4 – Diagnosing and Testing For Hepatitis C
my family be tested for the virus? Should my children be tested?
It is recommended
that the people who live in your household be tested, because they might
have been exposed to the virus through exposure to your blood. Most HCV-infected
children contract the virus via perinatal transmission from their mothers.
Children should be screened for HCV if they are born to HCV-infected women,
received transfusion before 1992, or have high-risk behavior. Testing
of infants for anti-HCV should be done no sooner than 12 months of age.
Earlier testing by HCV RNA PCR at 1 or 2 months of age may be desired
to relieve family anxiety about possible infection.
It is probably best
to avoid sharing toothbrushes, fine-toothed combs, or other things that
they might have used that could have carried your blood. Having said this,
household transmission of hepatitis C is very uncommon, and we do not
recommend any other changes other than those mentioned above. In particular,
hugging, kissing, eating with the same set of dishes and silverware, and
using the same bathroom is not a problem. In a monogamous relationship,
transmission of the virus is very low.
have had hepatitis C for 25 years since my transfusion. My liver biopsy
last year showed mild scarring of the liver. My doctors told me I cannot
drink any alcohol. Is this true?
If you have scarring
of the liver, you should not drink alcohol as it can cause more damage
to your liver, cause you to develop symptoms or complications, and according
to new information cause the virus to replicate faster.
have hepatitis C with genotype 2. My last liver biopsy showed no fibrosis.
Should I be treated?
With genotype 2 and
no fibrosis, your chance of clearing virus is quite good, roughly 80%.
However, the decision is ultimately up to you. Some patients decide that
because of the subgroup of virus they have and that their liver has no
fibrosis, they will undergo therapy because they have a better chance
of getting rid of the virus altogether. Some patients in the same situation
decide that because they are feeling fine, they don't want to take medications
that could make them feel ill. This decision should be made with the help
of your doctor and your family. Once again though, you will make the final
doctor has advised me to have a liver biopsy because I have HCV. Is this
A liver biopsy is
frequently advised in cases of hepatitis C in order to determine the amount
of damage the liver has sustained from long-term infection. Like most
other areas of medicine, there are no rules that apply in every case.
There are several different types of hepatitis C (referred to as genotypes).
Some have suggested that a decision about treatment is much easier in
those with genotypes 2 or 3 hepatitis C, so a biopsy is correspondingly
less important. In other individuals with advanced scarring in the liver,
blood tests or other markers may make a biopsy unnecessary for staging.
is a liver biopsy, and why do I need one? I feel fine. Will a biopsy hurt?
Will I be under anesthesia for the procedure?
A liver biopsy is
a means by which a small sample of liver tissue is obtained for examination
under the microscope. Most of the time, anxiety about the biopsy is worse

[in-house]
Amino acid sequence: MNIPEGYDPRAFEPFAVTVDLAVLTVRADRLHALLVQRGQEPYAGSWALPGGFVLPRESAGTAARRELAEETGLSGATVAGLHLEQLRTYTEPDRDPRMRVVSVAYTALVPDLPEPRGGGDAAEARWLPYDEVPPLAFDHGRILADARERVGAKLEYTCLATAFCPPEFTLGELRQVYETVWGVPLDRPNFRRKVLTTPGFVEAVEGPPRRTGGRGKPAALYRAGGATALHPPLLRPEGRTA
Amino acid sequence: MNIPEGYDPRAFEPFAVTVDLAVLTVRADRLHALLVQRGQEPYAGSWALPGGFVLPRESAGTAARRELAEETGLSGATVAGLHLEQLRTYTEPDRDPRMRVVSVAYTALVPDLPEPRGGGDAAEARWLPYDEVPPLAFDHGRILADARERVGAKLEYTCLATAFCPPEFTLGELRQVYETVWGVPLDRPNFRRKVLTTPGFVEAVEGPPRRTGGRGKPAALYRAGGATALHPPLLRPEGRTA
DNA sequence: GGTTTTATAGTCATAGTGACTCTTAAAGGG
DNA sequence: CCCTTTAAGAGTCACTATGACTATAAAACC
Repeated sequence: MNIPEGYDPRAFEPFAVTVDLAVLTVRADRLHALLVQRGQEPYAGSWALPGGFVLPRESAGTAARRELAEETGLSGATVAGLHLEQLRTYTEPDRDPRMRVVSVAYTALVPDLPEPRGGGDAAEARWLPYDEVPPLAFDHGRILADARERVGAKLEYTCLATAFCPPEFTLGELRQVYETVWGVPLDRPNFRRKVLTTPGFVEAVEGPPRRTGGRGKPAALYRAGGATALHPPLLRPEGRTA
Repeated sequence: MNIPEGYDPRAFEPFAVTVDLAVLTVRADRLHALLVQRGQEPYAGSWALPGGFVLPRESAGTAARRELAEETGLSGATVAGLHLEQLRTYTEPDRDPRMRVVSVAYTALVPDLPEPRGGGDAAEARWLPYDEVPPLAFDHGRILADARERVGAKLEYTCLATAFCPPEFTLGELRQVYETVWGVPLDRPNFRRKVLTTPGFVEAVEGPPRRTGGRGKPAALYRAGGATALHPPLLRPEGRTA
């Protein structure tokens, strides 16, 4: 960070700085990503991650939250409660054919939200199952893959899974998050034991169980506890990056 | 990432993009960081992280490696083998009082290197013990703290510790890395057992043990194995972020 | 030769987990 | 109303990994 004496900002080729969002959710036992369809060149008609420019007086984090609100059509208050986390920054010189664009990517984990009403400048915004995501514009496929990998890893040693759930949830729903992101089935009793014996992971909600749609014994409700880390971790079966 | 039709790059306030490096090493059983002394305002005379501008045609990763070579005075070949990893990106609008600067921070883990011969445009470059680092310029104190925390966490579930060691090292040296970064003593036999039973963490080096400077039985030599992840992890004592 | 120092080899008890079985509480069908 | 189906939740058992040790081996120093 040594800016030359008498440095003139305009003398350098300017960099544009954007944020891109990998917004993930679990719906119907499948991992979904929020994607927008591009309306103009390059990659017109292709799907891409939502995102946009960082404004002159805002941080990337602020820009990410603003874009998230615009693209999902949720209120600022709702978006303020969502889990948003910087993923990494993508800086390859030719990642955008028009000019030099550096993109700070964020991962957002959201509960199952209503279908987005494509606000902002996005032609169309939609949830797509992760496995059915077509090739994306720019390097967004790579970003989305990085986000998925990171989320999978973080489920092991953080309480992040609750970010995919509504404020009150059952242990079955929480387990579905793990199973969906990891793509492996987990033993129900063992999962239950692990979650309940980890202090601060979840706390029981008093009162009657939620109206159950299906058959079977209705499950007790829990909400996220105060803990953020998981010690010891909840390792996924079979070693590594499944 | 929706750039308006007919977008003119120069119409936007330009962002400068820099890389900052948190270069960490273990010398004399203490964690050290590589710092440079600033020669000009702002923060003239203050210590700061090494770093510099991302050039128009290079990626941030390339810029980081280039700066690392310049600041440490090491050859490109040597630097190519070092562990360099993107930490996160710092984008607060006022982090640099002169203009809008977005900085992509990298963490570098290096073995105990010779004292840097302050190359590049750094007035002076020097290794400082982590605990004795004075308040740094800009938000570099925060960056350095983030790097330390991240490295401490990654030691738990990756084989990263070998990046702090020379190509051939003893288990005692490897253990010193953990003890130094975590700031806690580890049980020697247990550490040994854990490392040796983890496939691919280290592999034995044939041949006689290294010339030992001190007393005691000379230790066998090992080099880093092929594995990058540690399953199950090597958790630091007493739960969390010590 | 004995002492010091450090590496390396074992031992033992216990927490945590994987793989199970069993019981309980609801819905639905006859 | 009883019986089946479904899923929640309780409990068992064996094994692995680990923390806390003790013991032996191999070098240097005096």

than the biopsy itself. Nevertheless, in about 25% to 30% of patients,
there is enough discomfort after the biopsy that pain medicine must be
used. Some centers perform liver biopsies aided by an ultrasound device,
but this is not necessary. Other centers provide some light sedation prior
to the biopsy in order to reduce anxiety and keep pain to a minimum.
do I need to have a liver biopsy? Can't you tell from my blood work how
much damage my liver has sustained?
The amount of scar tissue in the liver is best assessed by means of a
liver biopsy. Blood tests may make it obvious that severe scarring (cirrhosis)
is present. In one scientific report, up to 28% of hepatitis C patients
who had liver biopsies had advanced scarring in the liver, and in only
a small fraction of these had the blood tests shown telltale signs.
HCV be misdiagnosed?
Hepatitis C can be
misdiagnosed in the early stages of the disease; that is, during the first
6 to 8 weeks after exposure if the antibody test is utilized. Rarely,
patients who are immunosuppressed or on dialysis can also have a negative
hepatitis C test. Some patients with lupus, rheumatoid arthritis, and
other autoimmune diseases may be falsely diagnosed with hepatitis C.
am so tired. Does that mean my hepatitis C is really bad? Is there anything
I can do to help with fatigue?
Fatigue is a very
common symptom in those with chronic diseases, including hepatitis C.
Needless to say, fatigue may be caused by many other things, even in the
individual who has hepatitis C. Overwork, lack of sleep, or emotional
difficulties may all contribute to fatigue. Medical conditions such as
anemia, an underactive thyroid, and poorly controlled diabetes are just
some of the conditions that can cause fatigue. Depression may also be
associated with fatigue. When I see a patient with hepatitis C who has
undue fatigue, I look for correctable causes. When no correctable causes
are found (which is most of the time) we are in a difficult situation
and modest changes in lifestyle need to be considered. Medications to
combat fatigue are not generally recommended because of the potential
for abuse and additional side effects.